A hole in the wall is not a good thing, unless it’s a window. But no one wants a window or any other kind of hole in the abdominal wall. When the abdominal wall, the thick layer of musculature across the abdomen, does develop a hole in the layers of muscle tissue, things that should stay in—fat, intestines—may begin to pop out, and that’s known as a hernia.

Before you become too horrified at mental images of one’s guts literally falling out, keep in mind that a hernia is a muscular defect, and the resulting protrusion of tissue occurs beneath the skin, sometimes causing a noticeable and uncomfortable bulge.

“Abdominal wall hernias come in all different shapes, sizes and causes,” says Dr. Lindy Hruska, a Mercy Clinic surgeon. “They can result from a physiologic weakness of the muscles of the abdominal wall, from previous abdominal surgery, or from heavy lifting, straining, coughing, weight gain and getting older.”

Although hernias may occur in various abdominal regions, they are most common at the belly button (umbilical) and groin (inguinal) or along surgical incision sites. Some people are born with a hernia, while others develop one later in life.

“Most hernias are not life-threatening, but there is a small percentage of hernias that can be dangerous if the intestine gets caught in the hernia and causes a blockage, or compromises the blood supply to the intestine. If this happens, it requires emergency surgery to repair,” Hruska says.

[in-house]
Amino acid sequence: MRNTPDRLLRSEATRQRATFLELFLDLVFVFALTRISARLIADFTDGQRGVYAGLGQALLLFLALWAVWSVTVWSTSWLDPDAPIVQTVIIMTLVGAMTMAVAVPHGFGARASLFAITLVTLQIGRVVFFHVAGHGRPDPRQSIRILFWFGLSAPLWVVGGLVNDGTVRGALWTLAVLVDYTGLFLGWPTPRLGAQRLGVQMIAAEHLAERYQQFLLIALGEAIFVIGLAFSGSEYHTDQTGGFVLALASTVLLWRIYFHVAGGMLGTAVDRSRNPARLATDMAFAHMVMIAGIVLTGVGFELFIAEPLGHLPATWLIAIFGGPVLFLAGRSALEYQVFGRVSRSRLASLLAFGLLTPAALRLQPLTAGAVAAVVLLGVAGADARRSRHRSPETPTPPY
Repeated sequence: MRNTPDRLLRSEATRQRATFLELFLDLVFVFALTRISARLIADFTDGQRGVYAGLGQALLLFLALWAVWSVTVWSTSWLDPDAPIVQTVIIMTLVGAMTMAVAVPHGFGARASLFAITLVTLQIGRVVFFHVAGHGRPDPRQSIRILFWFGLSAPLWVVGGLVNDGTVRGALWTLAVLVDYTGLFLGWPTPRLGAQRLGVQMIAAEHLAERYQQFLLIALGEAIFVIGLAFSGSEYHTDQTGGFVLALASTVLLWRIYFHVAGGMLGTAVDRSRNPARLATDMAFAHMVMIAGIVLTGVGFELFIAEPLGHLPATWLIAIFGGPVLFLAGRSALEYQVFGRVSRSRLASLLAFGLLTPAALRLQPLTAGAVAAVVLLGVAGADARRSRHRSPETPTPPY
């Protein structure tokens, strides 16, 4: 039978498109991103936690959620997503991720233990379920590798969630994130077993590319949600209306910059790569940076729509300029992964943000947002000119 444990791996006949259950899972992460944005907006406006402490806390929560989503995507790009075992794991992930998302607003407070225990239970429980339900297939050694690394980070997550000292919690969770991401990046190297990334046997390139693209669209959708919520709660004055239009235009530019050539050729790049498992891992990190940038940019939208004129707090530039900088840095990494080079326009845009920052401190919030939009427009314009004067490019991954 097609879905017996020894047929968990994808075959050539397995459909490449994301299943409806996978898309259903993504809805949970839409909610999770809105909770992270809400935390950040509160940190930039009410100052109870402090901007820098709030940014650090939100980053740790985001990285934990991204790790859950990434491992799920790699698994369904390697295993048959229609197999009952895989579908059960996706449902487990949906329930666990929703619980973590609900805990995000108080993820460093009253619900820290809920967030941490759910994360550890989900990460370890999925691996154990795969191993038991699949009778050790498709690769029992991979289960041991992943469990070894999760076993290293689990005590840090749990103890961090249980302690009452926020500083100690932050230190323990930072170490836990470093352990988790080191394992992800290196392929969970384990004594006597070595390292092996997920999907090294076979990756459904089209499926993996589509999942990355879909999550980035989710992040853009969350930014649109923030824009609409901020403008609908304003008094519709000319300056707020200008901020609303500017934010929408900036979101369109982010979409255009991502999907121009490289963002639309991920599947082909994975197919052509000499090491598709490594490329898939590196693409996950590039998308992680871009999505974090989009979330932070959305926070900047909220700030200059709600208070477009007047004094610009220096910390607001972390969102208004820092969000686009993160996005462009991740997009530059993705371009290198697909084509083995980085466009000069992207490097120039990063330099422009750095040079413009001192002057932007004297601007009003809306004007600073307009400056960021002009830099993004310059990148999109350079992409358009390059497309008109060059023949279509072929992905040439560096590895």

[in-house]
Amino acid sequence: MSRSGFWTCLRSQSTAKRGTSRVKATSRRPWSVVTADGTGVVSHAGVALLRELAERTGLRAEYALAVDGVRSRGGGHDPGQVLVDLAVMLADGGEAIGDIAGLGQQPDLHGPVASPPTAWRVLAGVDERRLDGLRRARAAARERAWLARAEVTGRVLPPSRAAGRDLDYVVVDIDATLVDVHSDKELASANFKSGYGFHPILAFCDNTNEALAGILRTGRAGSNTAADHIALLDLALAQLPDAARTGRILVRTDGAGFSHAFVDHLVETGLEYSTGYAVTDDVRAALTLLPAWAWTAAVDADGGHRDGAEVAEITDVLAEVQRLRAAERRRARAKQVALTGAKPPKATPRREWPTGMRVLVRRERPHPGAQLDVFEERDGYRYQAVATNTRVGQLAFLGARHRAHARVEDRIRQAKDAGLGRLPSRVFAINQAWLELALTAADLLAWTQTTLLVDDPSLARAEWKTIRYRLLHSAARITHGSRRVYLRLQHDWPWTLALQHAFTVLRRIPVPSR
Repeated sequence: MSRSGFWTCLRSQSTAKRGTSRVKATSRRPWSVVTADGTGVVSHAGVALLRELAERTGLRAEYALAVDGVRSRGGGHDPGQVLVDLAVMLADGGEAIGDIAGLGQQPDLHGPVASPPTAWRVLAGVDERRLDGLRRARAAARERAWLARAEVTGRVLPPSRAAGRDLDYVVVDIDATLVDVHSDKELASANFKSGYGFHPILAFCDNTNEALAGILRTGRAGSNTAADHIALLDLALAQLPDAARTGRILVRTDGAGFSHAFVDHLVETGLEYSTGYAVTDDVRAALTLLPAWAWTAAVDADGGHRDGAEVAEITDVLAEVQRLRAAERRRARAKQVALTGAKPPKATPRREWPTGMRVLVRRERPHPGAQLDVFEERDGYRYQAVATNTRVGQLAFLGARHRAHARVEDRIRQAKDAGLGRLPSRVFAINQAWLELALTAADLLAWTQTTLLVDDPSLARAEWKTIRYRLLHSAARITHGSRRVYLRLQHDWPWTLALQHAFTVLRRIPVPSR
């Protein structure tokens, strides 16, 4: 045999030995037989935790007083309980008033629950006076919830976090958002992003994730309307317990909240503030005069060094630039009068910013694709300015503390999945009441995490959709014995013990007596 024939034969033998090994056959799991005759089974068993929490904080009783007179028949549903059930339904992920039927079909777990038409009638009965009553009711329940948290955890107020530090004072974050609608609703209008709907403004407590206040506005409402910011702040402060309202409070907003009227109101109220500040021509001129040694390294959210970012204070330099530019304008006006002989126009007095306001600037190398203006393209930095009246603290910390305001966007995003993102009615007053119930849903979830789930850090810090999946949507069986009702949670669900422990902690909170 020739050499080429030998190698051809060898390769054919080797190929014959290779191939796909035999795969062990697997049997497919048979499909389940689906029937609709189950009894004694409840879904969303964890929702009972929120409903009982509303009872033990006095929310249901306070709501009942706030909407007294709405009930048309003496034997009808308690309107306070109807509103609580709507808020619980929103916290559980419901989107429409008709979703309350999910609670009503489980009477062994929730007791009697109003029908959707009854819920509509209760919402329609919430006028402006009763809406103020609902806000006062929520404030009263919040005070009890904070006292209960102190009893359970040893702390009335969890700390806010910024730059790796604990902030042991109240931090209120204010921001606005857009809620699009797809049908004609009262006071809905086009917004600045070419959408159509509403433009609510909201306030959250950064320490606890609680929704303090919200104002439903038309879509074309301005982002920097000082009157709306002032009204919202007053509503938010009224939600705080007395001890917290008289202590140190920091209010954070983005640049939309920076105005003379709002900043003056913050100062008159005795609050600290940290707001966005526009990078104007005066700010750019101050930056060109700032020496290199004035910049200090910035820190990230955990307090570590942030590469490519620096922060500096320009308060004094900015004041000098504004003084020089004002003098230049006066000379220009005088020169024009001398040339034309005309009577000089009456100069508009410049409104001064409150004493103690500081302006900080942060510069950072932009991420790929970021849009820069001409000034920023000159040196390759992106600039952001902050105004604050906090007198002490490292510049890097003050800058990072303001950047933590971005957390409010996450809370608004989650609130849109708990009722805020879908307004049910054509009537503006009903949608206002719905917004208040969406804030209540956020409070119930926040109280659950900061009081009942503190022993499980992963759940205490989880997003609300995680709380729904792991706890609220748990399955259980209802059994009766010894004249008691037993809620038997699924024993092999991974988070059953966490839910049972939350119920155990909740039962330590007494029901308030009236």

If a hernia causes pain or other complications, surgery is the only effective treatment. “Most hernia repairs will involve the use of mesh, which decreases recurrence or the chance the hernia will come back,” says Dr. Patrick Nero, a surgeon with SSM Medical Group. “Laparoscopic repair is a good option in many patients, especially for incisional or large umbilical hernias. Many surgeons continue to repair inguinal hernias through a small groin incision, though laparoscopy is an option here, as well. I customize the approach for each patient based on the specific characteristics of that individual and their hernia.”

During recovery, patients are restricted from lifting anything heavier than 10 pounds for at least two weeks. Gradually, the restriction is eased and the patient should have no long-term effects and be able to return to full activity. “Hernia repair is generally a very safe surgical procedure that can often be accomplished in the outpatient setting with excellent long-term results,” Nero says.

If you think you may have developed a hernia, close the window on pain and discomfort by seeing your physician to get a definitive diagnosis and treatment plan.

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